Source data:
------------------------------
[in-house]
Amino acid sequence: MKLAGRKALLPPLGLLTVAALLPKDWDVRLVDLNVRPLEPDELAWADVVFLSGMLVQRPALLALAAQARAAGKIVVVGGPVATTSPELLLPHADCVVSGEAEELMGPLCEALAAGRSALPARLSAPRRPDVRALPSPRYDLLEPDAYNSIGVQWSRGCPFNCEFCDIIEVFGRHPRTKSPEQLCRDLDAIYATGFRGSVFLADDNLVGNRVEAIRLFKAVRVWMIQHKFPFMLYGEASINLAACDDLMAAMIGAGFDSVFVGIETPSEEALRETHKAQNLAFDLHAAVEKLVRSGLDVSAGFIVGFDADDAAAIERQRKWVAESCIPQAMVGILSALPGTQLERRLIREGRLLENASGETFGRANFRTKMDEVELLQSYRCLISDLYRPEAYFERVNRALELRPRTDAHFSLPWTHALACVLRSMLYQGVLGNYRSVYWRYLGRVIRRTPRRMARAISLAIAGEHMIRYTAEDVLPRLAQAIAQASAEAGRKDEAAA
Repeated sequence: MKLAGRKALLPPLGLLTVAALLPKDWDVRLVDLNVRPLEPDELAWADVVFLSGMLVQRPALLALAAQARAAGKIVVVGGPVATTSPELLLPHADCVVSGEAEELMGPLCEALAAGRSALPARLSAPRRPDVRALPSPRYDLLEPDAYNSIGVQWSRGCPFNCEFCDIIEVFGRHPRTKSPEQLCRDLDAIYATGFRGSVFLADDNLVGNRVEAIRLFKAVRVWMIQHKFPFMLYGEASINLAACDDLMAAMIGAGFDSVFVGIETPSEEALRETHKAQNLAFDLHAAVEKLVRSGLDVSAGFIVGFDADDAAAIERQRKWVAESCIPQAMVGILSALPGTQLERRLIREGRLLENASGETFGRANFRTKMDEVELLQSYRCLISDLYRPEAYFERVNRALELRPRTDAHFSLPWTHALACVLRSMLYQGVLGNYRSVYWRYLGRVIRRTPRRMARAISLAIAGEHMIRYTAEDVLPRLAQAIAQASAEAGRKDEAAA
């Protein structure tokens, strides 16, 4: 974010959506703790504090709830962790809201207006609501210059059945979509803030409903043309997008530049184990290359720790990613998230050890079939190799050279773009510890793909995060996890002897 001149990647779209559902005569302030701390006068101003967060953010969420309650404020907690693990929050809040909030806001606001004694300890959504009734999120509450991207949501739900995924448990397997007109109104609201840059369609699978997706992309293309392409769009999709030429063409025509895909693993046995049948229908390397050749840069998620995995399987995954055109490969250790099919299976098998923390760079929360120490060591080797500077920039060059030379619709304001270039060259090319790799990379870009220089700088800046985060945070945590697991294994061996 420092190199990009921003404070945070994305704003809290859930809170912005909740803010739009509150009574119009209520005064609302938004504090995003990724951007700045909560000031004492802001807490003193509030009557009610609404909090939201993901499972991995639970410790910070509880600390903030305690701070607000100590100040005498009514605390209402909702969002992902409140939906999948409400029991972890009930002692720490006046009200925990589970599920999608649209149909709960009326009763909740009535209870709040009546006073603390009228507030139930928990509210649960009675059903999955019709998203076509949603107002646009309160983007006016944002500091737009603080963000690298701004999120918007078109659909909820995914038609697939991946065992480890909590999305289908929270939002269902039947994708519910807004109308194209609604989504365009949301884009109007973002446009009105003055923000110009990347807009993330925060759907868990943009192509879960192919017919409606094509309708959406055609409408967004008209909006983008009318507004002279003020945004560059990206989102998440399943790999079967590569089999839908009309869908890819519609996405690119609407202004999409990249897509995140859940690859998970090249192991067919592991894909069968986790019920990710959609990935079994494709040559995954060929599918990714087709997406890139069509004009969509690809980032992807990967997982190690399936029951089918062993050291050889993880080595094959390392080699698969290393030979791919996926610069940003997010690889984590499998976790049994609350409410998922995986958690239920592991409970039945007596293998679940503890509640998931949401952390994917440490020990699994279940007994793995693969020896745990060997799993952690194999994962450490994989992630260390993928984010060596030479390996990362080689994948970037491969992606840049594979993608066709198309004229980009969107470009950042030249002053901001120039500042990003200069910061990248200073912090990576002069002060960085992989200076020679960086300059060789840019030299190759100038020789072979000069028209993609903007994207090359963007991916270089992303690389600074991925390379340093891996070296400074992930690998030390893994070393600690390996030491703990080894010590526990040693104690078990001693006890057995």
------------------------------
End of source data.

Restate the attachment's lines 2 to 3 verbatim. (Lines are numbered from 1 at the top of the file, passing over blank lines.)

Amino acid sequence: MKLAGRKALLPPLGLLTVAALLPKDWDVRLVDLNVRPLEPDELAWADVVFLSGMLVQRPALLALAAQARAAGKIVVVGGPVATTSPELLLPHADCVVSGEAEELMGPLCEALAAGRSALPARLSAPRRPDVRALPSPRYDLLEPDAYNSIGVQWSRGCPFNCEFCDIIEVFGRHPRTKSPEQLCRDLDAIYATGFRGSVFLADDNLVGNRVEAIRLFKAVRVWMIQHKFPFMLYGEASINLAACDDLMAAMIGAGFDSVFVGIETPSEEALRETHKAQNLAFDLHAAVEKLVRSGLDVSAGFIVGFDADDAAAIERQRKWVAESCIPQAMVGILSALPGTQLERRLIREGRLLENASGETFGRANFRTKMDEVELLQSYRCLISDLYRPEAYFERVNRALELRPRTDAHFSLPWTHALACVLRSMLYQGVLGNYRSVYWRYLGRVIRRTPRRMARAISLAIAGEHMIRYTAEDVLPRLAQAIAQASAEAGRKDEAAA
Repeated sequence: MKLAGRKALLPPLGLLTVAALLPKDWDVRLVDLNVRPLEPDELAWADVVFLSGMLVQRPALLALAAQARAAGKIVVVGGPVATTSPELLLPHADCVVSGEAEELMGPLCEALAAGRSALPARLSAPRRPDVRALPSPRYDLLEPDAYNSIGVQWSRGCPFNCEFCDIIEVFGRHPRTKSPEQLCRDLDAIYATGFRGSVFLADDNLVGNRVEAIRLFKAVRVWMIQHKFPFMLYGEASINLAACDDLMAAMIGAGFDSVFVGIETPSEEALRETHKAQNLAFDLHAAVEKLVRSGLDVSAGFIVGFDADDAAAIERQRKWVAESCIPQAMVGILSALPGTQLERRLIREGRLLENASGETFGRANFRTKMDEVELLQSYRCLISDLYRPEAYFERVNRALELRPRTDAHFSLPWTHALACVLRSMLYQGVLGNYRSVYWRYLGRVIRRTPRRMARAISLAIAGEHMIRYTAEDVLPRLAQAIAQASAEAGRKDEAAA